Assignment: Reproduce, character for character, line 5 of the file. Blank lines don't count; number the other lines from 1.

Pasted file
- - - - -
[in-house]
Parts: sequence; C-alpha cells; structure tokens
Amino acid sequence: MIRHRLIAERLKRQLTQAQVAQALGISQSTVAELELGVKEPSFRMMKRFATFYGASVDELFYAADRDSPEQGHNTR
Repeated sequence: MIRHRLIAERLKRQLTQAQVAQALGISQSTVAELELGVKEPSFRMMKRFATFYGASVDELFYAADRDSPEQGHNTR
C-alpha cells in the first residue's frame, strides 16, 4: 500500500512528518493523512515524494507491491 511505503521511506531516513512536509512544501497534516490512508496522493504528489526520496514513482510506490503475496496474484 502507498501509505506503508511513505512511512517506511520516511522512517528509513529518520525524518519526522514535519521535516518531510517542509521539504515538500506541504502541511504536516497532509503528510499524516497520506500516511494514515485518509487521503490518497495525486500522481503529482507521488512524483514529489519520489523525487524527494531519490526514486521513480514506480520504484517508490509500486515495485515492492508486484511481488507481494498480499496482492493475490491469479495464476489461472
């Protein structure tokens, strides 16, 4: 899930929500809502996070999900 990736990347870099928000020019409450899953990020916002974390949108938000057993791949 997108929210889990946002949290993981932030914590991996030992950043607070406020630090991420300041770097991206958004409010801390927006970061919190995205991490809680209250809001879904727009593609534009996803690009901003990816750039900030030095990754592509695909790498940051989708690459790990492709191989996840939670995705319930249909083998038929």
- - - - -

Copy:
C-alpha cells in the first residue's frame, strides 16, 4: 500500500512528518493523512515524494507491491 511505503521511506531516513512536509512544501497534516490512508496522493504528489526520496514513482510506490503475496496474484 502507498501509505506503508511513505512511512517506511520516511522512517528509513529518520525524518519526522514535519521535516518531510517542509521539504515538500506541504502541511504536516497532509503528510499524516497520506500516511494514515485518509487521503490518497495525486500522481503529482507521488512524483514529489519520489523525487524527494531519490526514486521513480514506480520504484517508490509500486515495485515492492508486484511481488507481494498480499496482492493475490491469479495464476489461472